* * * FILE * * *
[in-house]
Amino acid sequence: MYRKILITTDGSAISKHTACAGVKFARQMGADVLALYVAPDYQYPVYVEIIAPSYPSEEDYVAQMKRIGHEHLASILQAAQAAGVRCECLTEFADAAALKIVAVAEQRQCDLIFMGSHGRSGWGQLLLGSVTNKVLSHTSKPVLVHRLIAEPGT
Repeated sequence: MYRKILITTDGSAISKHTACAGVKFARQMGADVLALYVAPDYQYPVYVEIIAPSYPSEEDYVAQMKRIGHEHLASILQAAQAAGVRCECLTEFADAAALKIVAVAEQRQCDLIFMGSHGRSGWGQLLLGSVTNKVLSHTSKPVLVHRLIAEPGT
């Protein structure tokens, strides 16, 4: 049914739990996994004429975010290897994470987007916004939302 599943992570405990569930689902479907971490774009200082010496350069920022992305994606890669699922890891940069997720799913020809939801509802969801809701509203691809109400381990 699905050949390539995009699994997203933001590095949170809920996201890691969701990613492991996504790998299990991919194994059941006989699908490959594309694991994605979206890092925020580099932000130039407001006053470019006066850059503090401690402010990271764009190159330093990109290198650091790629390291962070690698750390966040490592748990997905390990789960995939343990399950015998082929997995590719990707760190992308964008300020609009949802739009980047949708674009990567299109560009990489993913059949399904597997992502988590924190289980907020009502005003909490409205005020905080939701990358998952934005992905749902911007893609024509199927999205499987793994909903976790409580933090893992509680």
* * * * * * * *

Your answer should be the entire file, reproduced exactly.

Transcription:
[in-house]
Amino acid sequence: MYRKILITTDGSAISKHTACAGVKFARQMGADVLALYVAPDYQYPVYVEIIAPSYPSEEDYVAQMKRIGHEHLASILQAAQAAGVRCECLTEFADAAALKIVAVAEQRQCDLIFMGSHGRSGWGQLLLGSVTNKVLSHTSKPVLVHRLIAEPGT
Repeated sequence: MYRKILITTDGSAISKHTACAGVKFARQMGADVLALYVAPDYQYPVYVEIIAPSYPSEEDYVAQMKRIGHEHLASILQAAQAAGVRCECLTEFADAAALKIVAVAEQRQCDLIFMGSHGRSGWGQLLLGSVTNKVLSHTSKPVLVHRLIAEPGT
């Protein structure tokens, strides 16, 4: 049914739990996994004429975010290897994470987007916004939302 599943992570405990569930689902479907971490774009200082010496350069920022992305994606890669699922890891940069997720799913020809939801509802969801809701509203691809109400381990 699905050949390539995009699994997203933001590095949170809920996201890691969701990613492991996504790998299990991919194994059941006989699908490959594309694991994605979206890092925020580099932000130039407001006053470019006066850059503090401690402010990271764009190159330093990109290198650091790629390291962070690698750390966040490592748990997905390990789960995939343990399950015998082929997995590719990707760190992308964008300020609009949802739009980047949708674009990567299109560009990489993913059949399904597997992502988590924190289980907020009502005003909490409205005020905080939701990358998952934005992905749902911007893609024509199927999205499987793994909903976790409580933090893992509680």